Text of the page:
Category Archives: Hogcallin’

A celebration of Charles Mingus through music and film. DIY Space for London 13 July 2017

Although his great Mingus Ah Um album is one of five albums that I have placed respectfully amongst five key sets to listen to, I have personally side-stepped much exposure to the recordings of Charles Mingus (with the exception of some cursory listening to The Clown and The Black Saint and the Sinner Lady). This evening at DIY Space For London provided an opportunity to start to address that.

Hogcallin’, a seven piece band offered up a selection of Mingus’s work including Cannon, Fables of Faubus (with lyrics updated to target Donald Trump rather than the racist Governor of Arkansas, Orval Faubus), Eclipse, Bird Calls, Moves, Goodbye Pork Pie and Freedom

John Edwards (bass), Steve Noble (drums) and Adrian Northover (saxophone) also perform as the trio, Hard Evidence. In this other guise, Hogcallin’, they are joined by Sue Lynch (tenor saxophone &flute), Dave Jago (trombone), Helen McDonald (vocals) and Vladimir Miller (keyboard).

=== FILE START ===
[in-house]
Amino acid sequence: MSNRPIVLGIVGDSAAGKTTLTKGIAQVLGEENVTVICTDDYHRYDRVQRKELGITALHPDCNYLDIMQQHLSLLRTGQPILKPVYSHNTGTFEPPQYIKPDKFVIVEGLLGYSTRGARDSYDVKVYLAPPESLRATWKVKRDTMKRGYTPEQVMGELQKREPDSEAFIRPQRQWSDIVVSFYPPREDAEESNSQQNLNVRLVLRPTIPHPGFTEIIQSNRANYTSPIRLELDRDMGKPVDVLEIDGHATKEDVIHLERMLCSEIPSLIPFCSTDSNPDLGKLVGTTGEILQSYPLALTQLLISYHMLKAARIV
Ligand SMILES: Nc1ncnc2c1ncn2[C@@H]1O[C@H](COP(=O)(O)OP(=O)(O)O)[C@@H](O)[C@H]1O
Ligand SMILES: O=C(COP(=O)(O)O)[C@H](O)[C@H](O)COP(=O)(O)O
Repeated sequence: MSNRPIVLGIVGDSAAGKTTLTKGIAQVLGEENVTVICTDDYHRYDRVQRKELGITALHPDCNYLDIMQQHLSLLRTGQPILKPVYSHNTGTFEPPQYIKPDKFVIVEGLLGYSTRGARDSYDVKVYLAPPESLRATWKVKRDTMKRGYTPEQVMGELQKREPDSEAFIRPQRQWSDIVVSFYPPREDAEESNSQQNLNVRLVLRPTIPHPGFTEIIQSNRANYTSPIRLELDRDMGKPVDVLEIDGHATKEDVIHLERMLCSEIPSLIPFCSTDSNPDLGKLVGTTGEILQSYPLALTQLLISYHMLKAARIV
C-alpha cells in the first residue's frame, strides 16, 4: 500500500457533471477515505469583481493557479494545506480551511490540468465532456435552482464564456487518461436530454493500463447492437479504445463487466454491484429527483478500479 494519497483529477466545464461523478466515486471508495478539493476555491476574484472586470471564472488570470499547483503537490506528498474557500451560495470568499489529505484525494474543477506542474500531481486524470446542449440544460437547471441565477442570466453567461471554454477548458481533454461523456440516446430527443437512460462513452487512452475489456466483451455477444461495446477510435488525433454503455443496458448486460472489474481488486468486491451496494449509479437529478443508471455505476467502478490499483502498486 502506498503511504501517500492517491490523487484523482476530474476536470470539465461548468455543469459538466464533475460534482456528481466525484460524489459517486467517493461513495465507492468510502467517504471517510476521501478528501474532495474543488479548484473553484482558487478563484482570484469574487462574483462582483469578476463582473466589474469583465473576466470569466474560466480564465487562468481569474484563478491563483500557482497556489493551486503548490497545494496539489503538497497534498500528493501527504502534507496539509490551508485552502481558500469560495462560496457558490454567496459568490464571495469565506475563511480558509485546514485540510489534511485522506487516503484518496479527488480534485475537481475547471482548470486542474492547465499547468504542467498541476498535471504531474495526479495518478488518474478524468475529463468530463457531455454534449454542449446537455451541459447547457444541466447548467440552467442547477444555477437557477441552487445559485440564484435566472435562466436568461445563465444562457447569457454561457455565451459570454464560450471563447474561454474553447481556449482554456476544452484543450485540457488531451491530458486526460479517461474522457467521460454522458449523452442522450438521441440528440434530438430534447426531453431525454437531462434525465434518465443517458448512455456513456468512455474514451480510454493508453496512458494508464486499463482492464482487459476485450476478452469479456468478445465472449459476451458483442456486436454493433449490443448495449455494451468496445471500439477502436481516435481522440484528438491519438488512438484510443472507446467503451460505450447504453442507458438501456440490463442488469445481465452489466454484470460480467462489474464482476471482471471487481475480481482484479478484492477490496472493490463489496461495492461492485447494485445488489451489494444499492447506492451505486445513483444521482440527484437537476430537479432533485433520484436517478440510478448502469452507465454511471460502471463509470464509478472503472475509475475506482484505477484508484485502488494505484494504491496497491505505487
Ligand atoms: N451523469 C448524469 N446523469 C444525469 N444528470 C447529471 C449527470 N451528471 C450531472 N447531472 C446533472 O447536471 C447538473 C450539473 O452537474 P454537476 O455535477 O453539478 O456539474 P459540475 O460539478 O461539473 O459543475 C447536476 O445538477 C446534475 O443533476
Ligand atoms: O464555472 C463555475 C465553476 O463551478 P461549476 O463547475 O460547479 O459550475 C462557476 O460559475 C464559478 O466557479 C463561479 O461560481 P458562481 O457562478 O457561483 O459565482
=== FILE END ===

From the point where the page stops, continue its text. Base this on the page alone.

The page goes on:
The set was played as a disciplined package while retaining a sense of musical freedom which was not sacrificed in favour of too slick a series of renditions. Although the strength of the performance was based on their playing as a unit in which every member excelled, it was a particular delight to hear Adrian Northover’s contributions on alto saxophone. Helen McDonald’s vocal range and delivery was also a special treat. Hogcallin’ deserve a wider audience and it was a privilege to see them perform in such an intimate and friendly venue.

The short musical performance was followed by Mingus: Charlie Mingus (1968), a fly on the wall piece made on the day in 1966 that Mingus was evicted from his New York apartment due to non-payment of his rent. The film offered a snapshot of Mingus’s worldview on what had to be a traumatic day for him. His disclosures were far-ranging from broader social and political concerns through to candid (and questionable) opinions on women and race. The overall product is an intimate document which is likely to lead viewers to want to know more about its subject.

Well done to Tome Records for presenting yet another evening of film and live performance. It is hoped that there will be many more to come.

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